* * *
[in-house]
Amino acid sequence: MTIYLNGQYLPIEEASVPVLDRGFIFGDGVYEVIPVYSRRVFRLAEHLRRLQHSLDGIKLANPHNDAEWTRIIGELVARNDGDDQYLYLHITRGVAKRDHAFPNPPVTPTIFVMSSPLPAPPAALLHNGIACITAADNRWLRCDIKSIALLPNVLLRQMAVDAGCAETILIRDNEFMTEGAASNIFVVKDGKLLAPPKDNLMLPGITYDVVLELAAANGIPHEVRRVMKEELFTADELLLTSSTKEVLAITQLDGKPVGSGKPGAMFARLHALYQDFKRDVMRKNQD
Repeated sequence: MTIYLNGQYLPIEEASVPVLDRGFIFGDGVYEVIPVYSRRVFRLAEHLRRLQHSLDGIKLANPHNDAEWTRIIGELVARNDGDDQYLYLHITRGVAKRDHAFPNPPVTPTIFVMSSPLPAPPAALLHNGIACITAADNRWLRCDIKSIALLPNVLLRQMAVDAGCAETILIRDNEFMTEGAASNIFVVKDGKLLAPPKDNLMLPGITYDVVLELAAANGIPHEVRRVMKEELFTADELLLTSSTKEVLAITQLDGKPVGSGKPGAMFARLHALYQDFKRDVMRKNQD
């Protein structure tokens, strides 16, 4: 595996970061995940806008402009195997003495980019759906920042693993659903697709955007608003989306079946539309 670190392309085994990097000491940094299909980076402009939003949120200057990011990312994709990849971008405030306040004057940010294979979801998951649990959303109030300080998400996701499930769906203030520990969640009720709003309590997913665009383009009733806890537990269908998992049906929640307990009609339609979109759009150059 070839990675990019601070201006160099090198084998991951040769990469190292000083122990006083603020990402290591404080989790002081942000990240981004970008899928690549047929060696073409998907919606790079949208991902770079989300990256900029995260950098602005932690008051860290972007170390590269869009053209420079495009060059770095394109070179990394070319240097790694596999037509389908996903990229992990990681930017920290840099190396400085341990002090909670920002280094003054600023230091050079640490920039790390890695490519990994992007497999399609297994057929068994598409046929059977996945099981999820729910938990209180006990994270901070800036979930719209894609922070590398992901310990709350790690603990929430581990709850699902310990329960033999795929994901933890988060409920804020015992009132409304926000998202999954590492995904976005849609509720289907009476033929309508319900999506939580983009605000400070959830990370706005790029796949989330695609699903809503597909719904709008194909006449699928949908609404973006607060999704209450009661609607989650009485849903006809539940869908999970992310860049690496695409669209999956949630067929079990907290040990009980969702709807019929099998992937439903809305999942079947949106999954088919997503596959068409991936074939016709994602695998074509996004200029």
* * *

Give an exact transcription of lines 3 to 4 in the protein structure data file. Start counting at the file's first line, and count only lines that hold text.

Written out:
Repeated sequence: MTIYLNGQYLPIEEASVPVLDRGFIFGDGVYEVIPVYSRRVFRLAEHLRRLQHSLDGIKLANPHNDAEWTRIIGELVARNDGDDQYLYLHITRGVAKRDHAFPNPPVTPTIFVMSSPLPAPPAALLHNGIACITAADNRWLRCDIKSIALLPNVLLRQMAVDAGCAETILIRDNEFMTEGAASNIFVVKDGKLLAPPKDNLMLPGITYDVVLELAAANGIPHEVRRVMKEELFTADELLLTSSTKEVLAITQLDGKPVGSGKPGAMFARLHALYQDFKRDVMRKNQD
């Protein structure tokens, strides 16, 4: 595996970061995940806008402009195997003495980019759906920042693993659903697709955007608003989306079946539309 670190392309085994990097000491940094299909980076402009939003949120200057990011990312994709990849971008405030306040004057940010294979979801998951649990959303109030300080998400996701499930769906203030520990969640009720709003309590997913665009383009009733806890537990269908998992049906929640307990009609339609979109759009150059 070839990675990019601070201006160099090198084998991951040769990469190292000083122990006083603020990402290591404080989790002081942000990240981004970008899928690549047929060696073409998907919606790079949208991902770079989300990256900029995260950098602005932690008051860290972007170390590269869009053209420079495009060059770095394109070179990394070319240097790694596999037509389908996903990229992990990681930017920290840099190396400085341990002090909670920002280094003054600023230091050079640490920039790390890695490519990994992007497999399609297994057929068994598409046929059977996945099981999820729910938990209180006990994270901070800036979930719209894609922070590398992901310990709350790690603990929430581990709850699902310990329960033999795929994901933890988060409920804020015992009132409304926000998202999954590492995904976005849609509720289907009476033929309508319900999506939580983009605000400070959830990370706005790029796949989330695609699903809503597909719904709008194909006449699928949908609404973006607060999704209450009661609607989650009485849903006809539940869908999970992310860049690496695409669209999956949630067929079990907290040990009980969702709807019929099998992937439903809305999942079947949106999954088919997503596959068409991936074939016709994602695998074509996004200029």